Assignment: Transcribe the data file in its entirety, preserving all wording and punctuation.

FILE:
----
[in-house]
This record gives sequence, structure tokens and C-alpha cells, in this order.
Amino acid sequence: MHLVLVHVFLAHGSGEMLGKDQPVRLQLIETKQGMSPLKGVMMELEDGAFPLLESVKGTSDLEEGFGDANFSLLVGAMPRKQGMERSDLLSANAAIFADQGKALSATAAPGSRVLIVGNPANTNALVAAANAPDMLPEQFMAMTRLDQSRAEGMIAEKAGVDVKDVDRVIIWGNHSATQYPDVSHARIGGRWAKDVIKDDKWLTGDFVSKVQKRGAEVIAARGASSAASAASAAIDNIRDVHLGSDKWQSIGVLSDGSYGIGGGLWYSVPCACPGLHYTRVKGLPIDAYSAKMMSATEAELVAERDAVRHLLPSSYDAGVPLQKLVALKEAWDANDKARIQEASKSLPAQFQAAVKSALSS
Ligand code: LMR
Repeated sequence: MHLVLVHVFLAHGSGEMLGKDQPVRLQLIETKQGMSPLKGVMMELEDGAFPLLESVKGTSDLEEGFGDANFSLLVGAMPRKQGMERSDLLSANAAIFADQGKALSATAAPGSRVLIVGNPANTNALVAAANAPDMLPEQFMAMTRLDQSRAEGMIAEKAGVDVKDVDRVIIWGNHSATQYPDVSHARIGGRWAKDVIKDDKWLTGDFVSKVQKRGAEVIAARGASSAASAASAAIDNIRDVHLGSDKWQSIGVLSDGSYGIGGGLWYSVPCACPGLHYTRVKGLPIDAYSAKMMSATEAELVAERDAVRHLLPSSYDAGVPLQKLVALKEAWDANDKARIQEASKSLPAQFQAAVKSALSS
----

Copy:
[in-house]
This record gives sequence, structure tokens and C-alpha cells, in this order.
Amino acid sequence: MHLVLVHVFLAHGSGEMLGKDQPVRLQLIETKQGMSPLKGVMMELEDGAFPLLESVKGTSDLEEGFGDANFSLLVGAMPRKQGMERSDLLSANAAIFADQGKALSATAAPGSRVLIVGNPANTNALVAAANAPDMLPEQFMAMTRLDQSRAEGMIAEKAGVDVKDVDRVIIWGNHSATQYPDVSHARIGGRWAKDVIKDDKWLTGDFVSKVQKRGAEVIAARGASSAASAASAAIDNIRDVHLGSDKWQSIGVLSDGSYGIGGGLWYSVPCACPGLHYTRVKGLPIDAYSAKMMSATEAELVAERDAVRHLLPSSYDAGVPLQKLVALKEAWDANDKARIQEASKSLPAQFQAAVKSALSS
Ligand code: LMR
Repeated sequence: MHLVLVHVFLAHGSGEMLGKDQPVRLQLIETKQGMSPLKGVMMELEDGAFPLLESVKGTSDLEEGFGDANFSLLVGAMPRKQGMERSDLLSANAAIFADQGKALSATAAPGSRVLIVGNPANTNALVAAANAPDMLPEQFMAMTRLDQSRAEGMIAEKAGVDVKDVDRVIIWGNHSATQYPDVSHARIGGRWAKDVIKDDKWLTGDFVSKVQKRGAEVIAARGASSAASAASAAIDNIRDVHLGSDKWQSIGVLSDGSYGIGGGLWYSVPCACPGLHYTRVKGLPIDAYSAKMMSATEAELVAERDAVRHLLPSSYDAGVPLQKLVALKEAWDANDKARIQEASKSLPAQFQAAVKSALSS